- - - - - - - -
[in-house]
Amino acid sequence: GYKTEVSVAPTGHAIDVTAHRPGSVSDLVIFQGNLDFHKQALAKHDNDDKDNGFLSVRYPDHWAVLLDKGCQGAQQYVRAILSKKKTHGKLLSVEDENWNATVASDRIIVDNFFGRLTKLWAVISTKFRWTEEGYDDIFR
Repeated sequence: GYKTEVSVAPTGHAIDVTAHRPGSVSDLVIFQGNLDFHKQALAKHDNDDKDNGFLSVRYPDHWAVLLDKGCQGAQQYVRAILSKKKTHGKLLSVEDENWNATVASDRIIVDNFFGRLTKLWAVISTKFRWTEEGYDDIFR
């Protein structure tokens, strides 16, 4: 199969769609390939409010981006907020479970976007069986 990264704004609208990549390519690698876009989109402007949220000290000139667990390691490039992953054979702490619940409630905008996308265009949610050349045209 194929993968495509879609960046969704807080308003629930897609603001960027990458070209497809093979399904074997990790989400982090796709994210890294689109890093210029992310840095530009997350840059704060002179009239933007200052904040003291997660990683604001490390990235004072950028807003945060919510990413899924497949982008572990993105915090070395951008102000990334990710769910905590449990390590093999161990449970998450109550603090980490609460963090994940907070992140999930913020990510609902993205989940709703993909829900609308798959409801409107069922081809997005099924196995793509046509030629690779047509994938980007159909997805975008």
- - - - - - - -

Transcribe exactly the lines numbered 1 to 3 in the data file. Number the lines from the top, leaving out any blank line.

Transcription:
[in-house]
Amino acid sequence: GYKTEVSVAPTGHAIDVTAHRPGSVSDLVIFQGNLDFHKQALAKHDNDDKDNGFLSVRYPDHWAVLLDKGCQGAQQYVRAILSKKKTHGKLLSVEDENWNATVASDRIIVDNFFGRLTKLWAVISTKFRWTEEGYDDIFR
Repeated sequence: GYKTEVSVAPTGHAIDVTAHRPGSVSDLVIFQGNLDFHKQALAKHDNDDKDNGFLSVRYPDHWAVLLDKGCQGAQQYVRAILSKKKTHGKLLSVEDENWNATVASDRIIVDNFFGRLTKLWAVISTKFRWTEEGYDDIFR